Why Trademarks Matter : Insider Secrets for Your Fashion Law Business
Many fashion designers are aware that fashion does not receive the same protection in the United States as in many other countries around the world. For example, copyrights are not readily available for fashion designs. This means that fashion designers must rely on other forms of intellectual property- trademarks for example. Luckily, there are many aspects of fashion that may be trademarked, including: brand names, product names, and trade dress.
Today, I’m going to be sharing information primarily about trade dress- you can read prior posts for information about brand-naming and what to avoid.
What is trade dress?
Trade dress is defined as the signature design and appearance of the product, together with all of the elements comprising the product’s overall image, which serve to identify the product to consumers. Whew! Still with me? Here’s a simpler way of putting that: think of Tiffany’s signature use of robin egg blue for their packaging. Their boxes and bags are a prime example of trade dress- maybe the best one. In effect, what I’m getting at here is that Tiffany’s packaging evokes the name of the company that sells the product.
However, trade dress has been expanded to protect nonfunctional aspects of the design or configuration of a product itself, where the design communicates a unique source to consumers. Basically, trade dress may include features like color, shape, size, graphics, texture, or even sales techniques. Trade dress has been recognized in the fashion industry for goods like jewelry, children’s clothing, watches, handbags, and tennis shoes.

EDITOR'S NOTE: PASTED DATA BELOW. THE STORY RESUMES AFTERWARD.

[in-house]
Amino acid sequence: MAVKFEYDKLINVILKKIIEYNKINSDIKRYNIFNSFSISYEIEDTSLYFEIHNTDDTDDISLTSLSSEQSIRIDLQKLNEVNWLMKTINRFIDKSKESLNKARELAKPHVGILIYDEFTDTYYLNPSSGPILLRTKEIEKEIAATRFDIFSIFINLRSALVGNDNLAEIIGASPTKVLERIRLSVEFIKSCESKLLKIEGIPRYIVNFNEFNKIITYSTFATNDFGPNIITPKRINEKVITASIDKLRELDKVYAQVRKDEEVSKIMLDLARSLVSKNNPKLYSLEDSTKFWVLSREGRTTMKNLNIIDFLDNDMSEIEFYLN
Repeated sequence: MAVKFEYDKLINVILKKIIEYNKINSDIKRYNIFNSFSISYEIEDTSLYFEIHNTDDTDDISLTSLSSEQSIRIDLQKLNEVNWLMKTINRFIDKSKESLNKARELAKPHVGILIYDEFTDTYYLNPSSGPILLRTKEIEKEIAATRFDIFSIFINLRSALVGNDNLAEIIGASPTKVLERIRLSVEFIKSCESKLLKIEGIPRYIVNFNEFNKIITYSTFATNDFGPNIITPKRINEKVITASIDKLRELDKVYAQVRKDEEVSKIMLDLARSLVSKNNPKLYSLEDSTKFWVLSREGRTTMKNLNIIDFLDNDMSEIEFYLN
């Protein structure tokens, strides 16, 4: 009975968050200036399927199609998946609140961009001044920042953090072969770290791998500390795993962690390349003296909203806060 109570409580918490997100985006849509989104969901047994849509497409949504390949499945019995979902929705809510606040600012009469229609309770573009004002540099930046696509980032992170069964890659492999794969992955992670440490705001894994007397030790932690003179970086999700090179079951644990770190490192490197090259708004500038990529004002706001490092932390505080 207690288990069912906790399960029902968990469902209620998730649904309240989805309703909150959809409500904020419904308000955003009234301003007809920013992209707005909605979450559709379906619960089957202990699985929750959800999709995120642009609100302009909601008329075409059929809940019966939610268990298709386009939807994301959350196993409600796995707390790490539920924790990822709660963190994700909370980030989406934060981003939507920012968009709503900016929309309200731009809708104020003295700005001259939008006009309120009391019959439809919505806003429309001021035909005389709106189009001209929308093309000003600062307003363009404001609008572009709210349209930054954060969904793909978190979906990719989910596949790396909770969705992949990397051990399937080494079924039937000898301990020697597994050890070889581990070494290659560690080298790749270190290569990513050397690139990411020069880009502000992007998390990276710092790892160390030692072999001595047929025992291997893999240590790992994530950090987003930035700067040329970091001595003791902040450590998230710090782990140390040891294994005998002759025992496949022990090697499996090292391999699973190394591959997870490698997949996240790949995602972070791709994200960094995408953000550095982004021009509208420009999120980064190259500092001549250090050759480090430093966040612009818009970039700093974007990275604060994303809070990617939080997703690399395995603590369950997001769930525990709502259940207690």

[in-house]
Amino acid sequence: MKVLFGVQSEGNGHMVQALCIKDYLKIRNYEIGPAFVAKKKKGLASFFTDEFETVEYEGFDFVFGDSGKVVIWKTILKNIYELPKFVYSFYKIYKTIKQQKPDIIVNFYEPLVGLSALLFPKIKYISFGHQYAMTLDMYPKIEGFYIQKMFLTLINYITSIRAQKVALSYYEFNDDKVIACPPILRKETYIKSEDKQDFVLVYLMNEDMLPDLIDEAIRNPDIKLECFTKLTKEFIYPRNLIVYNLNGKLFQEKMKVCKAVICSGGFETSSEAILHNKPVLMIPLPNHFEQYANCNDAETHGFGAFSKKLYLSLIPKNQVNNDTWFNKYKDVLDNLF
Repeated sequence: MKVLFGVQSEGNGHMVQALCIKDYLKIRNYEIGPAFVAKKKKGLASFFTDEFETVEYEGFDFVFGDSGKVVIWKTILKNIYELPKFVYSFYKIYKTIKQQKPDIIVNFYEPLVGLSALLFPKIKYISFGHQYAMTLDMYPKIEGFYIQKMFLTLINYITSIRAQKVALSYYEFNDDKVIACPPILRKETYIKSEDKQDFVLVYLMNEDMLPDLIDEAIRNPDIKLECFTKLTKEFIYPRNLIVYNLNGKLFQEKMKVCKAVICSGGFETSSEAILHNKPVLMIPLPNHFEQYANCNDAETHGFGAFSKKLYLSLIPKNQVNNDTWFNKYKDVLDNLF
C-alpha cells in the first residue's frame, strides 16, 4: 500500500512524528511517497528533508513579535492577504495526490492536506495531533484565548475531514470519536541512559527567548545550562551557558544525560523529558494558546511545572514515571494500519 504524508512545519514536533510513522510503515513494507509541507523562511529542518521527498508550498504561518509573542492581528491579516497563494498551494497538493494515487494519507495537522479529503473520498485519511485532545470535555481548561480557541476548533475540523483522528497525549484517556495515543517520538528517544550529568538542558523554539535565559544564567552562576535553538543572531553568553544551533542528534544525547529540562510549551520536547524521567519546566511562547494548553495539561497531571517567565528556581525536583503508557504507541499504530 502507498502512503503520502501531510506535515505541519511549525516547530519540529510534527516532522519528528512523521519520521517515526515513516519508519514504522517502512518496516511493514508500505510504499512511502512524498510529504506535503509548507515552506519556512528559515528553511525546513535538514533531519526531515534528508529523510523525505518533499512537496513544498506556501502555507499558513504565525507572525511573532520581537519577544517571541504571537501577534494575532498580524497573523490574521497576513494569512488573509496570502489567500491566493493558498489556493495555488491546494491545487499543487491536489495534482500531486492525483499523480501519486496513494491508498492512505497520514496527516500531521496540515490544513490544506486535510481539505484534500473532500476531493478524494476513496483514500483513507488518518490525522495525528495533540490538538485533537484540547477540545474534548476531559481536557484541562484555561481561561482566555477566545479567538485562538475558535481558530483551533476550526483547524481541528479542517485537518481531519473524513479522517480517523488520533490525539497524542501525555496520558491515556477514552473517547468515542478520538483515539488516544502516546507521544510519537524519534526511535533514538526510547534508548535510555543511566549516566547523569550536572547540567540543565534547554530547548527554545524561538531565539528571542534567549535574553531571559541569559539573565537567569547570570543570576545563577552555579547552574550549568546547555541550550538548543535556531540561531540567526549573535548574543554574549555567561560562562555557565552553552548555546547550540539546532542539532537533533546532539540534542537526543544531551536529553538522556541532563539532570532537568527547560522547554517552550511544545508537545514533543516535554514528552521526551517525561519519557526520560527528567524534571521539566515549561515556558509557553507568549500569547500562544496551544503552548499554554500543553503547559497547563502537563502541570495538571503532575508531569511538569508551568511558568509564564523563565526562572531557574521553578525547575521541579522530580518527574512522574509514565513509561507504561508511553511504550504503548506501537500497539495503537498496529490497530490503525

How do you assert trade dress rights?
Under the Lanham Act, trade dress rights are established by showing: (1) A precise expression of the character and scope of the claimed trade dress, either in words or images; (2) that the claimed trade dress is nonfunctional, meaning it is not essential to the product’s function; (3) that the claimed trade dress has secondary meaning; and (4) that there is a likelihood of confusion between the plaintiff’s goods and the defendant’s.
Designers should be aware that courts will often deny protection to a trade dress if important elements of the trade dress are purely functional. If, however, the court finds a trade dress to be distinctive and protectable, it may enjoin infringement of the trade dress via a specific injunction that lists in detail the elements that make up the protected trade dress and that a defendant cannot use in combination.
What makes trade dress distinctive?
There are several factors that the Federal Circuit has adopted to decide whether trade dress has secondary meaning:
- association of the trade dress with a particular source by actual purchasers (typically measured with customer surveys);
- length, degree, and exclusivity of use;
- amount and manner of advertising
- amount of sales and number of customers
- intentional copying; and
- unsolicited media coverage of the product embodying the mark.
Hopefully this has been useful. Keep an eye out for more posts- specifically ones addressing trademark infringement and defenses to trademark infringement.